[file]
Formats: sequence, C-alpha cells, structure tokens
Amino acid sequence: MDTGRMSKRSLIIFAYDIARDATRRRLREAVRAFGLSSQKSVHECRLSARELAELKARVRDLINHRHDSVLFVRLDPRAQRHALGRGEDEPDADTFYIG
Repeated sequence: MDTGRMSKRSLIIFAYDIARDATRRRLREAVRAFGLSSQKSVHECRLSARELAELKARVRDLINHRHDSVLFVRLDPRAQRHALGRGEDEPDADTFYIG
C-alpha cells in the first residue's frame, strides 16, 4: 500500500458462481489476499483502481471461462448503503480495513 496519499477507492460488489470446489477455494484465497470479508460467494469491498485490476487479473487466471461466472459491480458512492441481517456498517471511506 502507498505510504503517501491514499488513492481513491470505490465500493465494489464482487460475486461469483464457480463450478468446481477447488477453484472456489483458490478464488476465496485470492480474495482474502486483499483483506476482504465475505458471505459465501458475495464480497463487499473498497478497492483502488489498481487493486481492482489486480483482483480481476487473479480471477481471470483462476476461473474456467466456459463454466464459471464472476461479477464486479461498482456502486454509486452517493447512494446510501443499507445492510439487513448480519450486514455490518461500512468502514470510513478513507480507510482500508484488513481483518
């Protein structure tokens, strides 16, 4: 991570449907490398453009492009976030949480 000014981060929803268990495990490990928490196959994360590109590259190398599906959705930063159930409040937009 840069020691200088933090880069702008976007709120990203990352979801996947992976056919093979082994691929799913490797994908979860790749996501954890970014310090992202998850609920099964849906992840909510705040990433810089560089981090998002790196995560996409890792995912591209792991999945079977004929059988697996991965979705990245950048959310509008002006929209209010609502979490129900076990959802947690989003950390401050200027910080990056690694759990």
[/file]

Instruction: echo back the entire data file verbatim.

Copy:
Formats: sequence, C-alpha cells, structure tokens
Amino acid sequence: MDTGRMSKRSLIIFAYDIARDATRRRLREAVRAFGLSSQKSVHECRLSARELAELKARVRDLINHRHDSVLFVRLDPRAQRHALGRGEDEPDADTFYIG
Repeated sequence: MDTGRMSKRSLIIFAYDIARDATRRRLREAVRAFGLSSQKSVHECRLSARELAELKARVRDLINHRHDSVLFVRLDPRAQRHALGRGEDEPDADTFYIG
C-alpha cells in the first residue's frame, strides 16, 4: 500500500458462481489476499483502481471461462448503503480495513 496519499477507492460488489470446489477455494484465497470479508460467494469491498485490476487479473487466471461466472459491480458512492441481517456498517471511506 502507498505510504503517501491514499488513492481513491470505490465500493465494489464482487460475486461469483464457480463450478468446481477447488477453484472456489483458490478464488476465496485470492480474495482474502486483499483483506476482504465475505458471505459465501458475495464480497463487499473498497478497492483502488489498481487493486481492482489486480483482483480481476487473479480471477481471470483462476476461473474456467466456459463454466464459471464472476461479477464486479461498482456502486454509486452517493447512494446510501443499507445492510439487513448480519450486514455490518461500512468502514470510513478513507480507510482500508484488513481483518
């Protein structure tokens, strides 16, 4: 991570449907490398453009492009976030949480 000014981060929803268990495990490990928490196959994360590109590259190398599906959705930063159930409040937009 840069020691200088933090880069702008976007709120990203990352979801996947992976056919093979082994691929799913490797994908979860790749996501954890970014310090992202998850609920099964849906992840909510705040990433810089560089981090998002790196995560996409890792995912591209792991999945079977004929059988697996991965979705990245950048959310509008002006929209209010609502979490129900076990959802947690989003950390401050200027910080990056690694759990």